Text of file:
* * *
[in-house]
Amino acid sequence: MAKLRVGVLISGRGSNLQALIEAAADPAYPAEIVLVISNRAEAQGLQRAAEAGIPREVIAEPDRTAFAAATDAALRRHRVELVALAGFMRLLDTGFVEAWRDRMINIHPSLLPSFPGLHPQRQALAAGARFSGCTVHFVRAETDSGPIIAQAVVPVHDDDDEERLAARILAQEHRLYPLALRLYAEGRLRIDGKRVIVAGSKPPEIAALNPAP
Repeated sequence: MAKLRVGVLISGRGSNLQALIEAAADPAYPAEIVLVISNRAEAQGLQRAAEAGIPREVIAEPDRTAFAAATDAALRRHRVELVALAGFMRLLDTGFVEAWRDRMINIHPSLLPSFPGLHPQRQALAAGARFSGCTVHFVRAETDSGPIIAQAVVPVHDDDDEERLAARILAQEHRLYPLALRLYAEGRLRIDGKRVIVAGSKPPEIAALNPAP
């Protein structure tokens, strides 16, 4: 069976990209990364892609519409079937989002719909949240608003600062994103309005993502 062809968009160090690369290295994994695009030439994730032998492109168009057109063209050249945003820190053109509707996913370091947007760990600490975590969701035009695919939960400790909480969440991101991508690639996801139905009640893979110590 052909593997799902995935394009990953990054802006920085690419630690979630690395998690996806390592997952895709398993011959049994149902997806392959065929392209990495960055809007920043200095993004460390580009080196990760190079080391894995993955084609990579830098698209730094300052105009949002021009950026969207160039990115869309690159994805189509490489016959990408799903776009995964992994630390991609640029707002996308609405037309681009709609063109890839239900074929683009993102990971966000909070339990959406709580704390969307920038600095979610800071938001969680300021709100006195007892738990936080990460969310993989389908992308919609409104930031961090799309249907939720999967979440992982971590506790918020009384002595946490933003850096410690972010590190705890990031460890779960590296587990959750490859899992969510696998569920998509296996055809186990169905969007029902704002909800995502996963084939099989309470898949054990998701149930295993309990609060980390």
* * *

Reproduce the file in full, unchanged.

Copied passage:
[in-house]
Amino acid sequence: MAKLRVGVLISGRGSNLQALIEAAADPAYPAEIVLVISNRAEAQGLQRAAEAGIPREVIAEPDRTAFAAATDAALRRHRVELVALAGFMRLLDTGFVEAWRDRMINIHPSLLPSFPGLHPQRQALAAGARFSGCTVHFVRAETDSGPIIAQAVVPVHDDDDEERLAARILAQEHRLYPLALRLYAEGRLRIDGKRVIVAGSKPPEIAALNPAP
Repeated sequence: MAKLRVGVLISGRGSNLQALIEAAADPAYPAEIVLVISNRAEAQGLQRAAEAGIPREVIAEPDRTAFAAATDAALRRHRVELVALAGFMRLLDTGFVEAWRDRMINIHPSLLPSFPGLHPQRQALAAGARFSGCTVHFVRAETDSGPIIAQAVVPVHDDDDEERLAARILAQEHRLYPLALRLYAEGRLRIDGKRVIVAGSKPPEIAALNPAP
């Protein structure tokens, strides 16, 4: 069976990209990364892609519409079937989002719909949240608003600062994103309005993502 062809968009160090690369290295994994695009030439994730032998492109168009057109063209050249945003820190053109509707996913370091947007760990600490975590969701035009695919939960400790909480969440991101991508690639996801139905009640893979110590 052909593997799902995935394009990953990054802006920085690419630690979630690395998690996806390592997952895709398993011959049994149902997806392959065929392209990495960055809007920043200095993004460390580009080196990760190079080391894995993955084609990579830098698209730094300052105009949002021009950026969207160039990115869309690159994805189509490489016959990408799903776009995964992994630390991609640029707002996308609405037309681009709609063109890839239900074929683009993102990971966000909070339990959406709580704390969307920038600095979610800071938001969680300021709100006195007892738990936080990460969310993989389908992308919609409104930031961090799309249907939720999967979440992982971590506790918020009384002595946490933003850096410690972010590190705890990031460890779960590296587990959750490859899992969510696998569920998509296996055809186990169905969007029902704002909800995502996963084939099989309470898949054990998701149930295993309990609060980390």